These observations point to different types of linguistic incorporation into Catalan society. First of all, we have a relatively small sub-group in which a consonant process of acculturation is produced in terms of the theory of segmented assimilation. The Catalan language (preferences and skills) are introduced into a subgroup of young people characterized by having parents with high educational and professional levels, a family structure with two parents at home, good academic grades, higher educational expectations and a small number of foreign friends. This casuistry must be understood within the framework of the processes of social reproduction in families with professional prestige and high educational attainment. Moreover, when one of the parents is Spanish or the parents are from Western Europe, linguistic preference for Catalan is reinforced.

Secondly, a third of the participants in the research stated that their Catalan skills were poor or average. This can largely be explained by their late incorporation into the education system, although other factors intervene, such as the fact of not belonging to two-parent households (single parenthood). In these cases, preference for Catalan is virtually non-existent. Given the high rates of academic failure, which mainly affect the immigrant population, it is extremely likely that young persons will finish their compulsory education without sufficient skills in Catalan. Given the possible link between the deficit in linguistic skills (linguistic integration) and future socioeconomic position, within the framework of the theory of segmented assimilation, it is essential to analyze the ability of Catalan society to generate labor transitions that are not marked by frustration and do not relegate certain groups of young people to the lowest levels of the labor market or even to marginalization. Since socioeconomic opportunities for young people who do not incorporate the Catalan language may be negatively affected, this must be corroborated through future longitudinal analyses.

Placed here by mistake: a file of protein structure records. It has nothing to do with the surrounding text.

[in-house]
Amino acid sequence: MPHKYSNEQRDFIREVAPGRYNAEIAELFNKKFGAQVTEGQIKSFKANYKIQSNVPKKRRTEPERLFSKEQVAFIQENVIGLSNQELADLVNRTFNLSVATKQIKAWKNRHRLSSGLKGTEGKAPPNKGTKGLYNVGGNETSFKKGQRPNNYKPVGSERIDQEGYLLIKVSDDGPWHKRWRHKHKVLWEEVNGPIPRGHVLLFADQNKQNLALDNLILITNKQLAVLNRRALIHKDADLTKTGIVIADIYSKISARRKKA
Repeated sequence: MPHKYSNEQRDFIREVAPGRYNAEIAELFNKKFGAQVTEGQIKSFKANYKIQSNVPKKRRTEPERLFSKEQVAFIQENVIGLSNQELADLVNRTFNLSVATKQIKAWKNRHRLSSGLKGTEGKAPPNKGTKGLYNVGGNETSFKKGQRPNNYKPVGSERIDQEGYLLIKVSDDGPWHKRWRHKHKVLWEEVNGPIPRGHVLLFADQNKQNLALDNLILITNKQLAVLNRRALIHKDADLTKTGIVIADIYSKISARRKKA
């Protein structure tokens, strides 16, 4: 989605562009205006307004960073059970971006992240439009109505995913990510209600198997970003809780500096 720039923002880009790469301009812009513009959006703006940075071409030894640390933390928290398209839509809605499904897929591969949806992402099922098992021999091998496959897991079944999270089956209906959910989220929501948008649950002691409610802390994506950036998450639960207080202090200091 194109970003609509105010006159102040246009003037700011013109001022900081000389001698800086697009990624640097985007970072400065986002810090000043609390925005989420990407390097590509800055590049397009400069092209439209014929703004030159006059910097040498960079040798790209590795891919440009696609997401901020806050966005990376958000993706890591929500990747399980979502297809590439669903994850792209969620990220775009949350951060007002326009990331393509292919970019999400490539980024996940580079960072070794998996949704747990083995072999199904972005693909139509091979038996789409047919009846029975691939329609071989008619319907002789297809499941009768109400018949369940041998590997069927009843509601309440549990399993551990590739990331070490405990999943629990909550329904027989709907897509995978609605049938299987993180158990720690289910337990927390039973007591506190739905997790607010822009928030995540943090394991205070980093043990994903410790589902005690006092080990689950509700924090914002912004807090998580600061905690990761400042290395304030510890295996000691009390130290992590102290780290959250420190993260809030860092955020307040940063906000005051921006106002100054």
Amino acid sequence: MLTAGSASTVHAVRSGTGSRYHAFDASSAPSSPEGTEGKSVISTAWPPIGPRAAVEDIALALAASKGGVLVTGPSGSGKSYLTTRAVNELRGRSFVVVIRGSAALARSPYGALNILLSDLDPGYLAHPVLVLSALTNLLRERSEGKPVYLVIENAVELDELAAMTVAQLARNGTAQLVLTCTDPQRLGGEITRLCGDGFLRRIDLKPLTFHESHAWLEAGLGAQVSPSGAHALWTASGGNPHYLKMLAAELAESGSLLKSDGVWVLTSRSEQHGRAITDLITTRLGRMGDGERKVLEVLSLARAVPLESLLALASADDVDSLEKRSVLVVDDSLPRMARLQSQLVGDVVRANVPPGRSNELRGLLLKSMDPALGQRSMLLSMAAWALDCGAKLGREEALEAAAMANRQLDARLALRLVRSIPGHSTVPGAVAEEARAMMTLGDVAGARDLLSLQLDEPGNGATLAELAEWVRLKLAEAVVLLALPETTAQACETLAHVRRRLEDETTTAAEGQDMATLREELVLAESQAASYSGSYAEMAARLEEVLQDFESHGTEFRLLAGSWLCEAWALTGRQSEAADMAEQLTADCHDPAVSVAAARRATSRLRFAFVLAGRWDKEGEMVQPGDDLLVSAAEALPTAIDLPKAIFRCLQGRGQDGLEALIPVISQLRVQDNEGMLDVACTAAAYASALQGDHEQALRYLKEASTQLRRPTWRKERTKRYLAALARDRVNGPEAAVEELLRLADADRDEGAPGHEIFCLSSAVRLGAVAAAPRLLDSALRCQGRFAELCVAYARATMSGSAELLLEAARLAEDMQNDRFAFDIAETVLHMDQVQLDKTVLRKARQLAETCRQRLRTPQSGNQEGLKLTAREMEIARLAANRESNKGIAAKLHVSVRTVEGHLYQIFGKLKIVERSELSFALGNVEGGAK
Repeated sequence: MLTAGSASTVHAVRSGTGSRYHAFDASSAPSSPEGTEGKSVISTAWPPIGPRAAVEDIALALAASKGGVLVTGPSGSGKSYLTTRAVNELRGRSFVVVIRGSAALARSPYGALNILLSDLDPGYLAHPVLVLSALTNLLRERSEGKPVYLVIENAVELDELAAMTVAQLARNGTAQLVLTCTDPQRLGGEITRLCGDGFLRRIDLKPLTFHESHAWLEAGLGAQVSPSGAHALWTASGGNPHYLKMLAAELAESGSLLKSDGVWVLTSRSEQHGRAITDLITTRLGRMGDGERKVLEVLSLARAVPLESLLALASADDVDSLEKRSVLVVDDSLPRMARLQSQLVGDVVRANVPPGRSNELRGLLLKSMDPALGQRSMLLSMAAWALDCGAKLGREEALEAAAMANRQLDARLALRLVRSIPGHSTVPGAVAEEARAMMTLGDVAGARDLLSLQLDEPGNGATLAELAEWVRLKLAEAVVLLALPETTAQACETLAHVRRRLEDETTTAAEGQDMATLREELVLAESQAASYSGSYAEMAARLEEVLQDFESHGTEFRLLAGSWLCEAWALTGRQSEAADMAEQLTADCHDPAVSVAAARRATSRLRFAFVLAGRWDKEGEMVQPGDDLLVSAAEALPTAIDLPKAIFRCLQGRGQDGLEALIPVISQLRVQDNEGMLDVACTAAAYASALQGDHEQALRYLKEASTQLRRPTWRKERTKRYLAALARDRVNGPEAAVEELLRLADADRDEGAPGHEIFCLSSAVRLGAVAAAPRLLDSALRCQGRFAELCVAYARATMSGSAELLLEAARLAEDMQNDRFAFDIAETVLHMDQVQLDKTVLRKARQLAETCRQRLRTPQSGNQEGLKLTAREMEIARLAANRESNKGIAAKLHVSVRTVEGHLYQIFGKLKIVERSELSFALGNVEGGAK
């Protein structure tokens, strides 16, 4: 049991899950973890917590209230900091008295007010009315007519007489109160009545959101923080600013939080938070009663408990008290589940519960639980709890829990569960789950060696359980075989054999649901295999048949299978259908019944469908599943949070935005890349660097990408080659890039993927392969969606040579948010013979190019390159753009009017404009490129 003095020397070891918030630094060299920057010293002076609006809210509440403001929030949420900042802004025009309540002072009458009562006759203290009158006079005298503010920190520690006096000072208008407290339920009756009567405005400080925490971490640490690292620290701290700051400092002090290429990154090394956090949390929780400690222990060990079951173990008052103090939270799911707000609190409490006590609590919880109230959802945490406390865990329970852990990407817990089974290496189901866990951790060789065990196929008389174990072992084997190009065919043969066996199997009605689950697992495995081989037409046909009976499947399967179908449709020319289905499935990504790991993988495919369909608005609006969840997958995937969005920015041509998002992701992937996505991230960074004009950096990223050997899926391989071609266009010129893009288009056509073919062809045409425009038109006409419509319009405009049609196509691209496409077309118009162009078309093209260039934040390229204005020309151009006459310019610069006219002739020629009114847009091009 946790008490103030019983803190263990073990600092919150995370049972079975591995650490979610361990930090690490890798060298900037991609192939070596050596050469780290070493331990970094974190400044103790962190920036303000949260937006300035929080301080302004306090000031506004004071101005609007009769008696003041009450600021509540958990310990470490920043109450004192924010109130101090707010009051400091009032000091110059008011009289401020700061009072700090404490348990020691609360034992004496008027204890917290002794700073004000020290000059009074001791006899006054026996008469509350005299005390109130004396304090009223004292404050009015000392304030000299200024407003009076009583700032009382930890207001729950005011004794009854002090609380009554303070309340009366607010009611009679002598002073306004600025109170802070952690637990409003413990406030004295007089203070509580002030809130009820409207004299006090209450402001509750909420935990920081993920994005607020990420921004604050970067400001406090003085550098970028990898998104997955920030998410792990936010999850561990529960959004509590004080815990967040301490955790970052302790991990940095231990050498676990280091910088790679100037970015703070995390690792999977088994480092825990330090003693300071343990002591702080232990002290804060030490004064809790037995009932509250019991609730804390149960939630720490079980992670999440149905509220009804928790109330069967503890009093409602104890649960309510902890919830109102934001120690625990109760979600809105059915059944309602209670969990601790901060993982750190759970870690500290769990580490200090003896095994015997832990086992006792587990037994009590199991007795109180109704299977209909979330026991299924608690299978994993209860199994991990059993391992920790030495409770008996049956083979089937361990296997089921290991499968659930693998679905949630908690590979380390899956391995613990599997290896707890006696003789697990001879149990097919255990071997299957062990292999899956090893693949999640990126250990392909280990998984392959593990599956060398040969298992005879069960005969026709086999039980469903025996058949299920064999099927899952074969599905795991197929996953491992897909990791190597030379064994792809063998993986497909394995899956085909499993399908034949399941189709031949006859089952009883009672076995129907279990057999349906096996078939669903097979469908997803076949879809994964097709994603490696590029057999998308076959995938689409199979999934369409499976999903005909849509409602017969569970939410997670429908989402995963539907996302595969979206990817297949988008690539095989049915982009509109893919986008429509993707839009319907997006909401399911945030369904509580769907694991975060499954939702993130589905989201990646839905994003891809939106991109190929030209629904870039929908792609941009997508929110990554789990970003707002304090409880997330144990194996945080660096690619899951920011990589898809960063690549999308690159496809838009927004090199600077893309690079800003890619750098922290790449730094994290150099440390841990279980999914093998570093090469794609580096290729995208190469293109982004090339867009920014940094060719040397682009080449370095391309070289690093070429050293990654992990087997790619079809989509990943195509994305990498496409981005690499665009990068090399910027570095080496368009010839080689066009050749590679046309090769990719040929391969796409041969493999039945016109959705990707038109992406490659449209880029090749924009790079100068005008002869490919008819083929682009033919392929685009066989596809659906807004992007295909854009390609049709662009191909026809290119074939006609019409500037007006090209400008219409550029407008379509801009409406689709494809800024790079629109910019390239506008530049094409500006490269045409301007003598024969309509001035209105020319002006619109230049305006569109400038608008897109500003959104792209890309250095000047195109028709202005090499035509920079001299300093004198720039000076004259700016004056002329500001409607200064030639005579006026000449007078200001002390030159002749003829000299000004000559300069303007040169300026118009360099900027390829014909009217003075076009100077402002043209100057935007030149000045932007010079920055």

A third, majority group is characterized by satisfactorily evaluating linguistic skills, without showing a particular preference for Catalan. Most of the questions about what their future socioeconomic incorporation will focus on this majority. Institutions in Catalan society—specially the education system—convey the centrality of the Catalan language as a common public language, capable of placing people on a level of equality and preventing the risk of exclusion (Pujolar, 2010). That is why structural mechanisms must be guaranteed to ensure that immigrants' children do not have to subsequently face discrimination at work similar to that of their parents, based on ethnic social markers that involve with the characteristics of their parents, the color of the skins, their religion or national origin, among other factors.